Symphony in New York City


Select Local Merchants

  • Taikoza at the Manhattan Movement and Arts Center
    Experience the exciting rhythms of the ancestral Taiko and the magical sounds of the bamboo flutes. Taikoza uses the powerful rhythms of the Taiko drums to create an electrifying energy that carries audiences in a new dimension of excitement. Taikoza draws from Japan's rich tradition of music and performance.
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    2537 Broadway
    New York, NY US
  • Manhattan Tobacco and Grocery
    Amid the golden accents and ivory hues of the Carnegie Hall's Stern Auditorium/Perelman Stage, Dr. Brad Holmes, who led the Millikin University Choir to the ACDA's 2011 National Conference, guides audiences through psalms and folk songs spanning a timeframe from the Renaissance to today. The Millikin University Choir's 55 students begin the evening by performing contemporary composer John Rutter's take on Cantate Domino, followed closely by soprano soloist Sarah O'Neill stepping up to sing Ericks Ešenvalds's layered choral arrangement of "Amazing Grace." Dr. Holmes then turns his baton to the National Festival Chorus, which sings through classic works by Handel, Brunner, and Stroope to warm hearts and rekindle memories of wild nights on the a capella circuit.
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    881 9th Ave
    New York, NY US
  • Chamber Orchestra of New York
    The Chamber Orchestra of New York preserves ancient music with a repertoire of rarely performed gems enacted by an ensemble of young professional musicians. Set in the acoustical sweet spot of the landmark Church of St. Jean Baptiste, the Music Under the Dome series continues with "Baroque Garden of Roses," an aural smorgasbord of rediscovered suites and oratorios to satisfy casual classical fans and hardcore musical archeologists alike. Gustav Holst’s bouncing St. Paul Suite starts the show, followed by Edward Elgar’s Sospiri, an evocative, sentimental piece. Next, organist Kyler Brown premieres Respighi’s Suite for Organ and Strings, a lost composition recently discovered in aisle three of an underwater Walgreens. Mr. Brown, The Virgin Consort, and the Chamber Orchestra then hold hands with Maestro Di Vittorio to unveil "The Garden of Roses," a hot-off-the-presses oratorio by Alessandro Scarlatti. Endorsed by Italian mezzo-soprano superstar and notary public Cecilia Bartoli, the madrigal-like arias of "The Garden of Roses" envelop audiences in waves of ethereal vocals.
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    184 East 76th Street
    New York, NY US
  • Symphony Fabrics
    For more than half a century the American Symphony Orchestra has hewn to founder Leopold Stokowski's original vision: "to offer concerts of great music within the means of everyone." That means its shows aren't just financially affordable, they're also demystified by conductor lectures and never held inside biodomes. In recent years, the organization has added a new facet to its time-tested strategy: curated concerts built around a theme. Shows might explore a particular place and time, examine a literary motif, or delve into the interaction between music and visual art. This strategy has attracted a lot of attention, and not just from audiences: such greats as Yo-Yo Ma, Deborah Voigt, Sarah Chang, and Carnegie Hall's mask-wearing Phantoms of the Barbershop Quartet have all vied to play with the Orchestra.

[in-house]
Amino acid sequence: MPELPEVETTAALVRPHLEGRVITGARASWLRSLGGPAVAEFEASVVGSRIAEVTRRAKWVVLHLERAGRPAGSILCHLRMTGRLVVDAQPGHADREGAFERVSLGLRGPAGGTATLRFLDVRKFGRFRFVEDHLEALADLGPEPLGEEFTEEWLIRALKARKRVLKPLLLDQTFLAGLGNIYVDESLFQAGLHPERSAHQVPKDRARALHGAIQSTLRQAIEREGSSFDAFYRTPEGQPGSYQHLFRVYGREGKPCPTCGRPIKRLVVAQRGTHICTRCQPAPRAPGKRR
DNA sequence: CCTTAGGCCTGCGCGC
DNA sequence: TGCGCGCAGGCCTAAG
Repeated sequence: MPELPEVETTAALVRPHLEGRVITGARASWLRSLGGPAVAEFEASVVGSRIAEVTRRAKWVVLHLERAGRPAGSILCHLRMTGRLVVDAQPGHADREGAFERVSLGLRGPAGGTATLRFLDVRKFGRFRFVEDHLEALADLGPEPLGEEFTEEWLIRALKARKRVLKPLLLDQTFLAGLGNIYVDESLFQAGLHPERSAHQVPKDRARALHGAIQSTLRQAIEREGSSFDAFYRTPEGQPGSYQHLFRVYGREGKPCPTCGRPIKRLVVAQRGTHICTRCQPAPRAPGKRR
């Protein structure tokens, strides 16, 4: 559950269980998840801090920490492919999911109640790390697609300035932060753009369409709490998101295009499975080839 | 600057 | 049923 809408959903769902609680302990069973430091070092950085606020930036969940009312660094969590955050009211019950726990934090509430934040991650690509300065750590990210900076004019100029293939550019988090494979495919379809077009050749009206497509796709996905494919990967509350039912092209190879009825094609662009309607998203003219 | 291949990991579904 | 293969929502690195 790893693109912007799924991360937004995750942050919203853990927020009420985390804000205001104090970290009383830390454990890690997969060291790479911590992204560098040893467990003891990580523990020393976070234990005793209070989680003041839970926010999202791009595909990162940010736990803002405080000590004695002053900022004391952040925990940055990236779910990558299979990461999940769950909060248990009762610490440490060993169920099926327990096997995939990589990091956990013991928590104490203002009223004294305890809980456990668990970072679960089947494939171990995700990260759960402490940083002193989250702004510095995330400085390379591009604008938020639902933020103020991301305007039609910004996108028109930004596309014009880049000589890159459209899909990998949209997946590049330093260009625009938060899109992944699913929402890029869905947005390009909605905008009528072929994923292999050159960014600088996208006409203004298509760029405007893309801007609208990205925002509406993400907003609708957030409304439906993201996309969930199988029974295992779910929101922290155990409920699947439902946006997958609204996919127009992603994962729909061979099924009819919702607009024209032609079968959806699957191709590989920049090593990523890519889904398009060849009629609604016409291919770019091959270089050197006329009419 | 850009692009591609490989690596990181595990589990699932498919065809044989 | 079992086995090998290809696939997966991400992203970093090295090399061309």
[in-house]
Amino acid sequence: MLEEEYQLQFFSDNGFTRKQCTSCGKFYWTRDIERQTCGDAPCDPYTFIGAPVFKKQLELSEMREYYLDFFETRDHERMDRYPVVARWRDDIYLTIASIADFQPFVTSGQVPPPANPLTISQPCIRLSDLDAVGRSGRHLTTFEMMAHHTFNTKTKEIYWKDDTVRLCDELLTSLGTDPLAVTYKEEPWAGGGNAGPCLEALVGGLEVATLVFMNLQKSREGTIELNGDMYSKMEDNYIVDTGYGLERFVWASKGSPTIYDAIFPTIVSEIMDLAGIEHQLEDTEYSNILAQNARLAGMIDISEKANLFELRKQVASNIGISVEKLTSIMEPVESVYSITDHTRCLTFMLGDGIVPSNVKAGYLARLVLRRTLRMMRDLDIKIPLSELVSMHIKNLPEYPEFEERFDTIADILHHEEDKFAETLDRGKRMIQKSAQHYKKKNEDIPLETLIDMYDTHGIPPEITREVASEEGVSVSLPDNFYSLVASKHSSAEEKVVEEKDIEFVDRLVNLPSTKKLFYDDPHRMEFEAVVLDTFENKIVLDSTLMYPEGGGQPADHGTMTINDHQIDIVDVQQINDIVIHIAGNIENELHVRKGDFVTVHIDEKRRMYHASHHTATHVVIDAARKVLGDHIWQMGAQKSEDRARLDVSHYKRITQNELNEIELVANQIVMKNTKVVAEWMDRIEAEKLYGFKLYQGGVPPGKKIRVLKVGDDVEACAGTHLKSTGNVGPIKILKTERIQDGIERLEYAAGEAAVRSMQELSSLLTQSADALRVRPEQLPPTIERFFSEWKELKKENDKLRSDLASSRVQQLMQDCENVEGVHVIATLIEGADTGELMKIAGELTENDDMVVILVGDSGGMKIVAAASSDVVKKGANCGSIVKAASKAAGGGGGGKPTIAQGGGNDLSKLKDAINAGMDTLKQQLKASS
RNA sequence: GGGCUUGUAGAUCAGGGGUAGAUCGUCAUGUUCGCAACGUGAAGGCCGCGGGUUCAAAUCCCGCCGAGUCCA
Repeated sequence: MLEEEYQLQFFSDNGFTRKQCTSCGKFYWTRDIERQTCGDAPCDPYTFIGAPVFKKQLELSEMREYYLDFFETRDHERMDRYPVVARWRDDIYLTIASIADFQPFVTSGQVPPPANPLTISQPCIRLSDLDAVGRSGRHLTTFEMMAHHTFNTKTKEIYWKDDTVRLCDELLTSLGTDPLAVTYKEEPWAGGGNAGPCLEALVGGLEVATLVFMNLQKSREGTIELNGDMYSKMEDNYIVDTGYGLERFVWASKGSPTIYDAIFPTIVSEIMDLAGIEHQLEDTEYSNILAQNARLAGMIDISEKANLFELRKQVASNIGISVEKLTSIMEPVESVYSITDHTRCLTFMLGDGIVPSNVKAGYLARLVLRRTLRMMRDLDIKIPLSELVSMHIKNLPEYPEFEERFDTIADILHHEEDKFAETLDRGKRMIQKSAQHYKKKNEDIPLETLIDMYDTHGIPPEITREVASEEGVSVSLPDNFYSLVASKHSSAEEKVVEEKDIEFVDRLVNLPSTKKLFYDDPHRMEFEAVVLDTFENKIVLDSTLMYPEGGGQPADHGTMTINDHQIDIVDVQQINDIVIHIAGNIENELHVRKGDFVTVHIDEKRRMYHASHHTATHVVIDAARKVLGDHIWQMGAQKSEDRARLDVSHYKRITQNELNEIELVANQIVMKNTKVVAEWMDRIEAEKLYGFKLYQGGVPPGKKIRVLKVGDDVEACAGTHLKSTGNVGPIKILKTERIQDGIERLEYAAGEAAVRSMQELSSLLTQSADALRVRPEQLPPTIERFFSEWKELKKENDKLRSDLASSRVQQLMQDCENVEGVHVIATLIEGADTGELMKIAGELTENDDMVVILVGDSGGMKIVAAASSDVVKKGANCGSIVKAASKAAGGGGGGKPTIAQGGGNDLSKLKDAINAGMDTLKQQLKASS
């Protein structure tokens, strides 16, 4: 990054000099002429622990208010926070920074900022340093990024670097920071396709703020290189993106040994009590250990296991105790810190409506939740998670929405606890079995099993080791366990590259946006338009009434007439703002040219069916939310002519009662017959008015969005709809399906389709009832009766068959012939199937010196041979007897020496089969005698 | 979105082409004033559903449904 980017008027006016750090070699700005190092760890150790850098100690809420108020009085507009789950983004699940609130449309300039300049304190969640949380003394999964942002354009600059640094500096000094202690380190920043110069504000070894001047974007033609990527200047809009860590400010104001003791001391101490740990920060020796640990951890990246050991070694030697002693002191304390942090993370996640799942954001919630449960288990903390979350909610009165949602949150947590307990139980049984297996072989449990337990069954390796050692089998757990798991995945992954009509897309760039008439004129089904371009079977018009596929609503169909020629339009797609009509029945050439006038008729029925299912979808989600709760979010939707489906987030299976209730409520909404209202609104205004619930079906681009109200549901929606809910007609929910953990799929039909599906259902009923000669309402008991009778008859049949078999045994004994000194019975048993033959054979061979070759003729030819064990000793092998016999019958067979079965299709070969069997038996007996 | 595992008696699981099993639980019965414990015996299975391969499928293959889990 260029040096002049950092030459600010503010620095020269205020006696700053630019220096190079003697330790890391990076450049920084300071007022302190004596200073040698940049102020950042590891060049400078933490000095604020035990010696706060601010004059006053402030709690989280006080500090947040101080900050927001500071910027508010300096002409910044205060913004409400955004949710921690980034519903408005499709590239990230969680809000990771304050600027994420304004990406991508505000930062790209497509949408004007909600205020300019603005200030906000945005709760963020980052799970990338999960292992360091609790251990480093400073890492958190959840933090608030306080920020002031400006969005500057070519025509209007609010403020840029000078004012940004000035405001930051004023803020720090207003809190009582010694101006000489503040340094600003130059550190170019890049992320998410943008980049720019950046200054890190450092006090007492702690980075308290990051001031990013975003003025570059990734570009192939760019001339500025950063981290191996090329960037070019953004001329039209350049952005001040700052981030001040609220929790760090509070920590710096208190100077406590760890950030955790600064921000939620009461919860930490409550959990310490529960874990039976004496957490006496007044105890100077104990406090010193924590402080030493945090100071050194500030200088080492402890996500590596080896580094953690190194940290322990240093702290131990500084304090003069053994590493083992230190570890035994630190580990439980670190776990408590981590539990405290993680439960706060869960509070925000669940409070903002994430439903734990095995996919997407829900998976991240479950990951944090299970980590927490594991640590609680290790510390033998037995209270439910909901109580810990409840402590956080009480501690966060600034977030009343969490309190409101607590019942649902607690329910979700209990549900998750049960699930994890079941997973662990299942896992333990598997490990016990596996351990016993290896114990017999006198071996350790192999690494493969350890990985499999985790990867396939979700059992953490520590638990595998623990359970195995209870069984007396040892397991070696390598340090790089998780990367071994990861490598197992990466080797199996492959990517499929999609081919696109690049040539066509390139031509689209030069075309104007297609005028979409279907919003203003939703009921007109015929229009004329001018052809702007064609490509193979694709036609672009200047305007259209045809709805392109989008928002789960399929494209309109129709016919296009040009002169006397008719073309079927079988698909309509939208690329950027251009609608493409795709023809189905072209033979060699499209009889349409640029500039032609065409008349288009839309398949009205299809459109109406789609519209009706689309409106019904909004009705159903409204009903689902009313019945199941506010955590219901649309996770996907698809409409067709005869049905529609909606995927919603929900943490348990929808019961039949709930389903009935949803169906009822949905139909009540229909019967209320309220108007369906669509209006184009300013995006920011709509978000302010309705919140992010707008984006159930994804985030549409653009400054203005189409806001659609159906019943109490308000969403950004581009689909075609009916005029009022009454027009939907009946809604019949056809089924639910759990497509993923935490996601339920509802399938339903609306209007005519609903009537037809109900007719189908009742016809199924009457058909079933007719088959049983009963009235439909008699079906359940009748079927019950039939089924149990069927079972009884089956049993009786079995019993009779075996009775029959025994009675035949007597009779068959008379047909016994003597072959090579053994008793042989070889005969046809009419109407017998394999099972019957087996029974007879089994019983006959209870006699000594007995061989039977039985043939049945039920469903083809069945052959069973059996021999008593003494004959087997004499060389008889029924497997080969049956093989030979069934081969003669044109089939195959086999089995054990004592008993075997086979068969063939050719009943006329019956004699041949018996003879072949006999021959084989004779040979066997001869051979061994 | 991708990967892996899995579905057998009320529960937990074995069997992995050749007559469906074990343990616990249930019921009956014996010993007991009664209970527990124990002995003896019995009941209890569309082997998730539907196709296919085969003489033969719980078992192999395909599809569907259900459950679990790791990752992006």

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    263 West 38th Street
    New York, NY US
  • NYC Dueling Pianos NEW YORK
    Designated a city landmark in 2008, Webster Hall was named Nightclub of the Year in 2011 by Nightclub & Bar magazine and called the “jewel of the Village” by Nobel laureate Eugene O’Neill. First opened in 1886, its iconic framework has hosted such major acts as Prince and Mick Jagger, and served as a speakeasy, a lecture hall, and a mentor to troubled teenage buildings. Today, live shows performed by stars such as Kanye West and Alicia Keys take place in the Grand Ballroom, which is equipped with state-of-the-art acoustics and cutting-edge audio-visual equipment. In addition, the venue hosts weekly dance-club nights, the official NYC Halloween Parade Afterparty, and an annual New Year’s Eve Ball.
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    251 W 30th St.
    New York, NY US
  • Live Nation
    More than half a century ago, three partners raised a vibrant, multicolored tent on an underdeveloped industrial site and established the Westbury Music Fair. It followed its first production, The King and I, with a decade of top-name talent and Broadway musicals. Then, recognizing its place on the theater scene was permanent, it planted its roots as a fully enclosed theater-in-the-round. Expanding its repertoire to match its new digs, the theater showcased performers such as The Who, Bruce Springsteen, and Julie Andrews. Today, past a lounge blazing in purple and red lights, guests find that same circular stage hosting equally great musical acts, musical theater, and competitive musical chairs.
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    1260 6th Ave
    New York, NY US
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